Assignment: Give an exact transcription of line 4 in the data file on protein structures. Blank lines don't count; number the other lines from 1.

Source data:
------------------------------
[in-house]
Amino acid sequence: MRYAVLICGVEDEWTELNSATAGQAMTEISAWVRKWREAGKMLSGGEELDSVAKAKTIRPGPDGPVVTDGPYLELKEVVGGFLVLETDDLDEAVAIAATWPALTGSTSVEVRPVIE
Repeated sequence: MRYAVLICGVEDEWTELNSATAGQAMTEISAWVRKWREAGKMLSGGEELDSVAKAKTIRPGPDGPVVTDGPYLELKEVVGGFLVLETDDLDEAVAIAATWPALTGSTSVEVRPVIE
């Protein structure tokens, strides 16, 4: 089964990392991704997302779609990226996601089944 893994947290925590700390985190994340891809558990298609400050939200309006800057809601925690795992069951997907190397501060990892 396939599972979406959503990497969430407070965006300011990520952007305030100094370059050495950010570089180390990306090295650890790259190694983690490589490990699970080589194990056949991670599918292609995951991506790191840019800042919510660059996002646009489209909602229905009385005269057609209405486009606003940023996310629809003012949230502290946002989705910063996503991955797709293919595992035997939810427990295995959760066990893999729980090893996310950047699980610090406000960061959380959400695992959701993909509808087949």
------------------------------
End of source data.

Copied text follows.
């Protein structure tokens, strides 16, 4: 089964990392991704997302779609990226996601089944 893994947290925590700390985190994340891809558990298609400050939200309006800057809601925690795992069951997907190397501060990892 396939599972979406959503990497969430407070965006300011990520952007305030100094370059050495950010570089180390990306090295650890790259190694983690490589490990699970080589194990056949991670599918292609995951991506790191840019800042919510660059996002646009489209909602229905009385005269057609209405486009606003940023996310629809003012949230502290946002989705910063996503991955797709293919595992035997939810427990295995959760066990893999729980090893996310950047699980610090406000960061959380959400695992959701993909509808087949």